Armenia is not considering quitting the Russian-led Collective Security Treaty Organization (CSTO), a senior official in Yerevan said on November 23, despite Yerevan’s decision not to attend a CSTO summit in Minsk on November 23.
Deputy Foreign Minister Mnatsakan Safarian also told reporters that Armenia also had no intention of raising the issue of the withdrawal of Russia’s military base in the northwestern Armenian town of Gyumri, where several thousand Russian troops are stationed.
“At the moment, there are no such topics on our agenda,” Safarian said.
Armenia drew criticism from Russia earlier this month after Prime Minister Nikol Pashinian said he would not attend the CSTO summit. Other Armenian officials have also declined to participate in events held by the CSTO, which also includes Belarus, Kazakhstan, Kyrgyzstan, and Tajikistan.
Armenia has previously opted out of CSTO maneuvers in Kyrgyzstan and ignored ministerial meetings of the CSTO, and its absence at the summit, which Russian President Vladimir Putin is attending, highlights a growing rift between Yerevan and Moscow.
Armenian authorities have also accused Russian peacekeepers deployed in Nagorno-Karabakh in 2020 of failing to stop Azerbaijan’s lightning offensive in September that ended three decades of rule by ethnic Armenians in the breakaway Azerbaijani region.
Moscow has rejected the accusations, arguing that its troops didn’t have a mandate to intervene and charging that Pashinian had effectively paved the way for the collapse of separatist rule in the region by previously acknowledging Azerbaijan’s sovereignty over it.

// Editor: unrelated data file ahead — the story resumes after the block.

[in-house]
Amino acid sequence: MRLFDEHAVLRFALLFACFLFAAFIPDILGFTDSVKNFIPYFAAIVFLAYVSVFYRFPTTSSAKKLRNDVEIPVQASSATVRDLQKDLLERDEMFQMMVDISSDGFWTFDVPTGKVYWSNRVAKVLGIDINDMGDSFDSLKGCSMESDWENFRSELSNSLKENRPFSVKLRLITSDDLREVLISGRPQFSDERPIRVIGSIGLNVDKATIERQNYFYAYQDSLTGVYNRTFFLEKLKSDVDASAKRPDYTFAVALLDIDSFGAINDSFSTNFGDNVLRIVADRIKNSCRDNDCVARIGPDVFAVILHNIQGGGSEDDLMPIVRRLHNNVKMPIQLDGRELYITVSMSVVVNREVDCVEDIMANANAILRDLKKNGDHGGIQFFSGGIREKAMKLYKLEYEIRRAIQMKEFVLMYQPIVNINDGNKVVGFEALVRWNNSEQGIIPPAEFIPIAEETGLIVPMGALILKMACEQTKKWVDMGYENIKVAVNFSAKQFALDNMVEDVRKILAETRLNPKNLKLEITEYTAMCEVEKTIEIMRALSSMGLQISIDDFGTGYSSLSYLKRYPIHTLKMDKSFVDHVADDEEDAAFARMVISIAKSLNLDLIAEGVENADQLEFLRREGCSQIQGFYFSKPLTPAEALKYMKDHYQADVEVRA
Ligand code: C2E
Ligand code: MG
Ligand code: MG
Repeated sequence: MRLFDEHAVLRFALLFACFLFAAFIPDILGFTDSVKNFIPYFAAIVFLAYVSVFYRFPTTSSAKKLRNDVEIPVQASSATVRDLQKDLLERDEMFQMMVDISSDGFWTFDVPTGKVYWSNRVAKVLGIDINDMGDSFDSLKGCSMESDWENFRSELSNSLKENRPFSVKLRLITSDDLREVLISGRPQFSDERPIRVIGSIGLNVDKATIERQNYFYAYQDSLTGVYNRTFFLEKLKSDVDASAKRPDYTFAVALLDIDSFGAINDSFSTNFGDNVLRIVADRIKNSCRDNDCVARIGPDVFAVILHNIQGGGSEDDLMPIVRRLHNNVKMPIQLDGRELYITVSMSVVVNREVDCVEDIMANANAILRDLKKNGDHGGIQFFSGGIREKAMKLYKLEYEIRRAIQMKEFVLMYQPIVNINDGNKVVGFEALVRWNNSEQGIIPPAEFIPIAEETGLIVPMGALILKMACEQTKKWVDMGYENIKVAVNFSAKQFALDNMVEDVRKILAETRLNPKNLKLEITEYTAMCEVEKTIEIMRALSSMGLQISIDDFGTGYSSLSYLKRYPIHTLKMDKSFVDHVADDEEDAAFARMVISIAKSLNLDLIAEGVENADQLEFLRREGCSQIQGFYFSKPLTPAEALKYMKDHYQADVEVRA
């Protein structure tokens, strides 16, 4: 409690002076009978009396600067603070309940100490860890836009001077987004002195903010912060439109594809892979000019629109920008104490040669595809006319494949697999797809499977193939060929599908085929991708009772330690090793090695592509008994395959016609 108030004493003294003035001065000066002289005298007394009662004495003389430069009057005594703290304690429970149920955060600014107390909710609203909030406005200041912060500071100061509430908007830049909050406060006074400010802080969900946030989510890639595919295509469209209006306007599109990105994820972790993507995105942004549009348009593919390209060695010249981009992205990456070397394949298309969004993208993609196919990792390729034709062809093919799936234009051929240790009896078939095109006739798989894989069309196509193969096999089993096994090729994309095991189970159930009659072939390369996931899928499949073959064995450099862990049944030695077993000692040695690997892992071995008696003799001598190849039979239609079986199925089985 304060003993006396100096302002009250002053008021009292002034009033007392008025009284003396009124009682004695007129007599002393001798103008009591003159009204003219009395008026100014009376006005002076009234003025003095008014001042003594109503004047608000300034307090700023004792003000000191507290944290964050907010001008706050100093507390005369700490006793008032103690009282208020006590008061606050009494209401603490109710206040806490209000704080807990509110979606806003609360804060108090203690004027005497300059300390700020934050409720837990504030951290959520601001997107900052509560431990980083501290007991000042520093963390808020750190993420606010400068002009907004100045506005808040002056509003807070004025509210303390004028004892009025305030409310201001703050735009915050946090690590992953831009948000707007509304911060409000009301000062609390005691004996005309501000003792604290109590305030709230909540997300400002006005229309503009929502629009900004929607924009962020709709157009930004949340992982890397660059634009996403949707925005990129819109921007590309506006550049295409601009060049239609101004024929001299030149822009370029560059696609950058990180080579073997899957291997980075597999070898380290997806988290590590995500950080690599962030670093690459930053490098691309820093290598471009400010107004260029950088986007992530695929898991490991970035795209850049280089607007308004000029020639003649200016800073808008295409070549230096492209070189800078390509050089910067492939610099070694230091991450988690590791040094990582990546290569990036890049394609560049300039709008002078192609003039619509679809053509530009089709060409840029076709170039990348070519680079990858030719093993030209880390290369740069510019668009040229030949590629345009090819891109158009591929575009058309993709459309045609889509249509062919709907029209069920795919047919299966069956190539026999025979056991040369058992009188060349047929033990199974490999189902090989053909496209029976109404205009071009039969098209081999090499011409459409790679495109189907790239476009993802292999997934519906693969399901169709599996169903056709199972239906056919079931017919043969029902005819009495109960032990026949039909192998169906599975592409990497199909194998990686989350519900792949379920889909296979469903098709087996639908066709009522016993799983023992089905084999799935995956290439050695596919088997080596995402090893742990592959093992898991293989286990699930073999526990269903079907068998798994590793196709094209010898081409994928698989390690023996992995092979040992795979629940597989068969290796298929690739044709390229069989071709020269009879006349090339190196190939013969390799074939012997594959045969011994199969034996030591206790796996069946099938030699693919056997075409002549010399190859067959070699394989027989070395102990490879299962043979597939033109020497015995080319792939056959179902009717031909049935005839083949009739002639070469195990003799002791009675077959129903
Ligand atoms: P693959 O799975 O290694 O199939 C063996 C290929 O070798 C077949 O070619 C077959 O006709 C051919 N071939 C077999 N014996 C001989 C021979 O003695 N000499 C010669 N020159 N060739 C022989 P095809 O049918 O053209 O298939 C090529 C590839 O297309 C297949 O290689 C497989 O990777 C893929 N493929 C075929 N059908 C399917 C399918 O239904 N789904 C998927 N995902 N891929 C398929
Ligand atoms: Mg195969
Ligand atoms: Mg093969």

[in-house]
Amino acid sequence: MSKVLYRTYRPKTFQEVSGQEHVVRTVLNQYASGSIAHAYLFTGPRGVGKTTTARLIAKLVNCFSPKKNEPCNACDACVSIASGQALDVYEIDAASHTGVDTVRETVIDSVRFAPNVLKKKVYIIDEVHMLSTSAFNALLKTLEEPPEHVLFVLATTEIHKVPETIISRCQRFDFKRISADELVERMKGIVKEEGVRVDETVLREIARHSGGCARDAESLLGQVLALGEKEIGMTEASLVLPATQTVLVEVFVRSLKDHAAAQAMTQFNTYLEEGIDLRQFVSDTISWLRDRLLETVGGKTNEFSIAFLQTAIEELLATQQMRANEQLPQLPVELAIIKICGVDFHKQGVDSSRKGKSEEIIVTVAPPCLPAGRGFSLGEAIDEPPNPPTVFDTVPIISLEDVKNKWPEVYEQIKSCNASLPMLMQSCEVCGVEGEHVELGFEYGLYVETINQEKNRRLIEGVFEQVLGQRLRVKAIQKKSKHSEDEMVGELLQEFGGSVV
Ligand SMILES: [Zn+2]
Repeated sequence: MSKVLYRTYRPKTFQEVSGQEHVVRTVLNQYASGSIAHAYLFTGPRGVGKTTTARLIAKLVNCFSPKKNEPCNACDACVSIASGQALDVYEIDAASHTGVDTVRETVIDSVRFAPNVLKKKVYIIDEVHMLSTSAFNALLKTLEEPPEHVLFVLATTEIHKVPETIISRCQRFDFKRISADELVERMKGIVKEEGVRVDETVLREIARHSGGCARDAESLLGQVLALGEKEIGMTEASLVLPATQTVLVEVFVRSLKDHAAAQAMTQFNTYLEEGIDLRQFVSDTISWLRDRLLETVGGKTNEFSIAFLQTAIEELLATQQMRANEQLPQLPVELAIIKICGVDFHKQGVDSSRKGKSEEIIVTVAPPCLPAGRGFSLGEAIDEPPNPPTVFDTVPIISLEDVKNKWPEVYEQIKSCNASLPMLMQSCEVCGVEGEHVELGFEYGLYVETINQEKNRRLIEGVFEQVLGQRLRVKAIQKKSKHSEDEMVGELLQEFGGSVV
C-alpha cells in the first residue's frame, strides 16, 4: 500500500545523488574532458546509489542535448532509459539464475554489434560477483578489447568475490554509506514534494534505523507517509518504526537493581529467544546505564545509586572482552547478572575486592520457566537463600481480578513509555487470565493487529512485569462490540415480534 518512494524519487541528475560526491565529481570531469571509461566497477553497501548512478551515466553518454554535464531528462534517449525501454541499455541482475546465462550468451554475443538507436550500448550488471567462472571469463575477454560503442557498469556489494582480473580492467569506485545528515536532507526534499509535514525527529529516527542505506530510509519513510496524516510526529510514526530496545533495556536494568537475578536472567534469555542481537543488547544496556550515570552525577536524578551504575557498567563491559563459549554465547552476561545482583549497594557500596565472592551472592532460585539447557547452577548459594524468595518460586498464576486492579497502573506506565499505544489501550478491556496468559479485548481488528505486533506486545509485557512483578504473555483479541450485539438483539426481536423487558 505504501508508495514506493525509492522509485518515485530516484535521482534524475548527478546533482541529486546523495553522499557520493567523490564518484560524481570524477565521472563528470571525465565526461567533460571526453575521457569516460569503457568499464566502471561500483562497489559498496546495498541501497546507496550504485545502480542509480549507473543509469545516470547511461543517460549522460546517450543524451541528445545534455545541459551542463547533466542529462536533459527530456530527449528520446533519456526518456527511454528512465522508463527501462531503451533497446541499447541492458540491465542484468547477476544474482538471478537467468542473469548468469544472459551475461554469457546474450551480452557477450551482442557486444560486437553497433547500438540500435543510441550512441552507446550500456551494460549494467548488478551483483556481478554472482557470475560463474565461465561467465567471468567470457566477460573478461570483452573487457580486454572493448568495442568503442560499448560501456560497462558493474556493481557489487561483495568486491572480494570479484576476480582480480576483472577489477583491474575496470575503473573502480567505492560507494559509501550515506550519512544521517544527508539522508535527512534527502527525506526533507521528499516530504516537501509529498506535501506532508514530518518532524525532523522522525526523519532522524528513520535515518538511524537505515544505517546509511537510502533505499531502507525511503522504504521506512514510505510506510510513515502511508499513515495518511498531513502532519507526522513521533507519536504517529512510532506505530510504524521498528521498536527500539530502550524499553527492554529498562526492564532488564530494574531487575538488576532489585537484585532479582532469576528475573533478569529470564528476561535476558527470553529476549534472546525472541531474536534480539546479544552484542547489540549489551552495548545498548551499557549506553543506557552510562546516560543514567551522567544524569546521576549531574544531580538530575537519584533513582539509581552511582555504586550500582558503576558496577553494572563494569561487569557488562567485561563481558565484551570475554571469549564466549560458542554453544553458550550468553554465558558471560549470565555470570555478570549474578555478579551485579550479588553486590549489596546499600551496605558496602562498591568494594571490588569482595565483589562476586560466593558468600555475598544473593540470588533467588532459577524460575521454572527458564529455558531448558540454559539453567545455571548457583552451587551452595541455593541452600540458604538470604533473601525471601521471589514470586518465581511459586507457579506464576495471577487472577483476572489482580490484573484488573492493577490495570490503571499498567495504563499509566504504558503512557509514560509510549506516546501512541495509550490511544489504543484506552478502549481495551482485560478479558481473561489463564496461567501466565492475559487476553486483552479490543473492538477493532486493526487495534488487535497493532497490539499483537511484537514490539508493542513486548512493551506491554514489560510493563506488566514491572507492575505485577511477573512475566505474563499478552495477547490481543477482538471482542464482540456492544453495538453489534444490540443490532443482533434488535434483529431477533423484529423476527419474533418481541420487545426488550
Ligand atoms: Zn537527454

Russian Foreign Ministry spokeswoman Maria Zakharova said on November 23 that Yerevan’s decision not to attend the CSTO summit was not in the “long-term interests of the Armenian people” and chided Armenia for what she described as veiled efforts by Yerevan to change its foreign policy in favor of the West.
Kremlin spokesman Dmitry Peskov also lamented Armenia’s decision not to attend the summit but said that the Kremlin expected that Armenia “will continue its work within the framework of this organization.”
Summit host Alyaksandr Lukashenka was more outspoken, saying, “Some of our partners took steps and made statements that were provocative.”
The Belarusian strongman said complaints should be voiced “in an eye-to-eye conversation instead of dumping stuff into the media.” He added that it was “irresponsible and short-sighted” to create a “conflict situation” in the group to the benefit of the West.
Pashinian told the Armenian parliament earlier this month that the fundamental problem with the CSTO was that it had failed to legally fixate what its area of responsibility would be in case Armenian territory and its borders needed protection.
He and other Armenian officials have said that the CSTO’s failure to respond to the security challenges facing Armenia meant that “it is the CSTO that is quitting Armenia and not Armenia that is quitting the CSTO.”
Speaking in parliament on November 15, however, Pashinian refused to be drawn into the discussion of whether Armenia planned to formally quit the CSTO or speak about any security alternatives.
“We are not planning to announce a change in our policy in strategic terms as long as we haven’t made a decision to quit the CSTO,” Pashinian said.